Acquired by: Eli Lilly

Price: Approximately $8 billion

Another acquisition driven by the growing oncology market, which is predicted to be worth $237bn in 2024, is Eli Lilly’s take-over of Loxo Oncology. Initially announced in 2018, the deal closed in February 2019 with Eli Lilly paying $235 per share.

Loxo’s focus is precision medicine. They develop products to fight cancers caused by a single genetic mutation and are currently working on mutations or fusions in the RET, BTK and TRK genes, found in a range of cancers including lung and thyroid cancer.

In 2017 Loxo started collaborating with Bayer on the development and commercialization of the TRK inhibitor Vitrakvi (larotrectinib), which was approved by the FDA in 2018. Under the agreement between Bayer and Loxo, Bayer has the right to convert the co-exclusive license to an exclusive license should Loxo’s ownership change, so Eli Lilly won’t have access to Vitrakvi, but will still receive royalties from any future sales.

What Eli Lilly is actually interested in is Loxo’s candidate LOXO-292. LOXO-292 is a first-in-class oral RET inhibitor - currently in phase 1/2 testing. It has been granted ‘Breakthrough Therapy’ status by the FDA and is expected to launch in 2020. By acquiring this promising pipeline of investigational medicines, Eli Lilly can rapidly broaden its oncology portfolio and move into precision medicine.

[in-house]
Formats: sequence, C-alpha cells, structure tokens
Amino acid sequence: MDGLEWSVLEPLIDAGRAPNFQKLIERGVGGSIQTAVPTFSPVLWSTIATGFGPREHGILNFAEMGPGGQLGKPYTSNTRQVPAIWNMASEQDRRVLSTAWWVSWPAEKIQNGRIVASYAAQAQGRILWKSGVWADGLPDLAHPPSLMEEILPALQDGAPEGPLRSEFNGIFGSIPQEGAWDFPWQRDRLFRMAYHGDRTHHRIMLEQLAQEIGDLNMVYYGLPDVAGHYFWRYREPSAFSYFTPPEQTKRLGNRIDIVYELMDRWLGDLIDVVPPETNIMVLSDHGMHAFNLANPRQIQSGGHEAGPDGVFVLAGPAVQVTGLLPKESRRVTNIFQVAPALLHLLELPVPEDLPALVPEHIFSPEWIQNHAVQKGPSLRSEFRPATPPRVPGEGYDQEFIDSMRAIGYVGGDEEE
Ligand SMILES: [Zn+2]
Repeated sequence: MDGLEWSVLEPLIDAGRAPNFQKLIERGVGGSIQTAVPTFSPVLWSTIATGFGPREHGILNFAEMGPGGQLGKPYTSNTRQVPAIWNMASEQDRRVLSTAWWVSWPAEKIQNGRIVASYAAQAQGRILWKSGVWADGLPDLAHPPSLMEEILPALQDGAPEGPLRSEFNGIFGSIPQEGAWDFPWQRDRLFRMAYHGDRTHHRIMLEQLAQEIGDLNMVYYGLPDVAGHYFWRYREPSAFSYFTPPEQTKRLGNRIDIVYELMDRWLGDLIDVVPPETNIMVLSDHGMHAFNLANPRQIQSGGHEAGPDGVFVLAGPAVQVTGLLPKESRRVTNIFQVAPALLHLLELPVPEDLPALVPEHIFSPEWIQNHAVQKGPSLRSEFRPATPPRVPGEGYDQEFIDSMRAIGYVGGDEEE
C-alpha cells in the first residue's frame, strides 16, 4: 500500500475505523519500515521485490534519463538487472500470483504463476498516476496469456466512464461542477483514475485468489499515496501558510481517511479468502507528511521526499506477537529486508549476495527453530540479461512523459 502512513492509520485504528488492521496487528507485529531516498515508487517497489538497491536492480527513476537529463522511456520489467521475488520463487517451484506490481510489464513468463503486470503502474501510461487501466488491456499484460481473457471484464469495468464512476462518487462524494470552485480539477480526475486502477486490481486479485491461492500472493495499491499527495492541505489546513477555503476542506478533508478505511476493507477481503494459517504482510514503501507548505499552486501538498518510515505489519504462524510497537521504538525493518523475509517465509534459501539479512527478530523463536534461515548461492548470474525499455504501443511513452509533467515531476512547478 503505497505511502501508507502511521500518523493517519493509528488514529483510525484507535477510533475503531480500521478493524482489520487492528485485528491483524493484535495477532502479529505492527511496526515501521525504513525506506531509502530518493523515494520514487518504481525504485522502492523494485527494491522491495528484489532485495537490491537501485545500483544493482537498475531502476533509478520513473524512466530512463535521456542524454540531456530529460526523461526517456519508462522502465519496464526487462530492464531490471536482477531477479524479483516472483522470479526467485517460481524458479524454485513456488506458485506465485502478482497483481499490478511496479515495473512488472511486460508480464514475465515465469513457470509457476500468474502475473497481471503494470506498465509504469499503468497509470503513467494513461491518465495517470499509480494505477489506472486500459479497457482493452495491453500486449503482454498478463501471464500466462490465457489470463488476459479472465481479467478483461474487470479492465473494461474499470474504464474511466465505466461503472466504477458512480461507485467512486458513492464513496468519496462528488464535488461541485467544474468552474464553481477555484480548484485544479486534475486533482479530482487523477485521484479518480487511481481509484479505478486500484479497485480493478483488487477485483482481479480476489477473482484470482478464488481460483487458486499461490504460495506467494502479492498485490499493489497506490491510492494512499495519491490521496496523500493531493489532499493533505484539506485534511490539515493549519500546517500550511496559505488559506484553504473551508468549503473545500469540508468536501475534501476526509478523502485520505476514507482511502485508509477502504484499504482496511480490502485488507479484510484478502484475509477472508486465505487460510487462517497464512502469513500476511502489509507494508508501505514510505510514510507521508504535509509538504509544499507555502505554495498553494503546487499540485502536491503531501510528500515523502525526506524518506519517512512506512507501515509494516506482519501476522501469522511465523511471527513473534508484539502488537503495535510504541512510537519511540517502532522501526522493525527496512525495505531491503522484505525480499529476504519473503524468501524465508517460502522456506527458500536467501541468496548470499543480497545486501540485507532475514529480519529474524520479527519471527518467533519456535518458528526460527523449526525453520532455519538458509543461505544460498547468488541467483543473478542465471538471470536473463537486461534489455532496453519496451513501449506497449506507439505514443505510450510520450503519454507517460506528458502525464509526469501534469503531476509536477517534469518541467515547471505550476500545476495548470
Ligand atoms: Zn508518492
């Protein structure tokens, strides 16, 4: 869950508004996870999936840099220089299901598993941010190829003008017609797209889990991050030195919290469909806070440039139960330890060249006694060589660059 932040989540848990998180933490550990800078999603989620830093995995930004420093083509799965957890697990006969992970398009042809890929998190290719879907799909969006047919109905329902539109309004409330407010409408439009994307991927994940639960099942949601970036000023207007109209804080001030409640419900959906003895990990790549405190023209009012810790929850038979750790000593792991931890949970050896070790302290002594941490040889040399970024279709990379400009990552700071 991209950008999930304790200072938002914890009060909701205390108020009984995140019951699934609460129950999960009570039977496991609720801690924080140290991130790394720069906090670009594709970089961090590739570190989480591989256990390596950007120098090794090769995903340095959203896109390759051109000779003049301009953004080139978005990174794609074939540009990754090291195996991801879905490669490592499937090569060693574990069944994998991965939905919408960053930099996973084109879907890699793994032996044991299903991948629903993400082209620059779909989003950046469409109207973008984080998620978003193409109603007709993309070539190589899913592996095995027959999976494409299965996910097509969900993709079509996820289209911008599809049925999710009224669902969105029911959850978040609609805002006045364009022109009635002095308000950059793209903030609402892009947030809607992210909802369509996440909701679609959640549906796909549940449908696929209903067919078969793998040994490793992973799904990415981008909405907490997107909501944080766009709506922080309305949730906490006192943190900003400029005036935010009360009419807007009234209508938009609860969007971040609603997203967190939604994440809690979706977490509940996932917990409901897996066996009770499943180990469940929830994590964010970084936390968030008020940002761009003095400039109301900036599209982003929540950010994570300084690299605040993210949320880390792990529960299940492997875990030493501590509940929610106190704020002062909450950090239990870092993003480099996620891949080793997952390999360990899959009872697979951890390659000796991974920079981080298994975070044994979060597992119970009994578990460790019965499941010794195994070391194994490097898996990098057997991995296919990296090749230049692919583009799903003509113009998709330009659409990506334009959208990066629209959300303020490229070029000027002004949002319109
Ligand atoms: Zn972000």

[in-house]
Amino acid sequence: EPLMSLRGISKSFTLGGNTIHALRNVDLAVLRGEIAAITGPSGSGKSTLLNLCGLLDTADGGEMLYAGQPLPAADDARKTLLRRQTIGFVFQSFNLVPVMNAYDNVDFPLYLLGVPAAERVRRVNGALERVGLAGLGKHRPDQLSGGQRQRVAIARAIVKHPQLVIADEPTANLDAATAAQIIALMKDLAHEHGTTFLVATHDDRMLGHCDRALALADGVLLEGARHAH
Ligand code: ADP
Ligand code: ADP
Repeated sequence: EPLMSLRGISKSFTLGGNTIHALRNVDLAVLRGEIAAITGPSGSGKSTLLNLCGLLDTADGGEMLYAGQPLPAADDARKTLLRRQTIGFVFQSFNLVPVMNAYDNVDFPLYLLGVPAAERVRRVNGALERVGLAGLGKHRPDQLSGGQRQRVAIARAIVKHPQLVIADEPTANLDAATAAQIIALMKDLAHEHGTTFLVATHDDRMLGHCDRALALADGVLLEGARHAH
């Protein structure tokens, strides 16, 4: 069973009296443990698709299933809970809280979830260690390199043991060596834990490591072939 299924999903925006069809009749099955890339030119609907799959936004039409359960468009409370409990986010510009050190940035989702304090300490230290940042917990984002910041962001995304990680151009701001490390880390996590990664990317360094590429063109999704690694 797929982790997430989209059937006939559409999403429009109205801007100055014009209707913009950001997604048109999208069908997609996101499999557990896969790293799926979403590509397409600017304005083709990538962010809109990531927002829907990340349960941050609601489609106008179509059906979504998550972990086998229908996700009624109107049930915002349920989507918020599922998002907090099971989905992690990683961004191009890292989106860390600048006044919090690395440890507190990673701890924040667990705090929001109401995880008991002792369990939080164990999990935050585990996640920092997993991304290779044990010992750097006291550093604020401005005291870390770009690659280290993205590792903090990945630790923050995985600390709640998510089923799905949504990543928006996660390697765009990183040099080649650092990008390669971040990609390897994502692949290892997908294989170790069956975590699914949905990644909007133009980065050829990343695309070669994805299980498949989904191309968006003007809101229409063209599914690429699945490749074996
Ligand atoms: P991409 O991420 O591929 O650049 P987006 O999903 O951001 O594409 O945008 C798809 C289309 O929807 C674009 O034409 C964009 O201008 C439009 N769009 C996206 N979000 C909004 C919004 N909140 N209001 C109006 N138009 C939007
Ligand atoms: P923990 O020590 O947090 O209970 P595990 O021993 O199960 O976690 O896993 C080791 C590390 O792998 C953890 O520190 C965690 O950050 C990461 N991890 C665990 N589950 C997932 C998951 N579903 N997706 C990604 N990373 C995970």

Acquired by: Pfizer

Price: Approximately $11.4 billion

Pfizer’s acquisition of Array Biopharma is a very similar story. Pfizer has been trying to expand its oncology offering over the last few years, not only through its drug-development programs but also by acquiring other biopharmaceuticals.

In July it acquired Array for $48 per share and inherited Braftovi and Mektovi, 2 of Array’s marketed products. Both of these drugs focus on a growing segment of the market - treatments that focus on the genetic aspects that drive tumour growth in certain patients.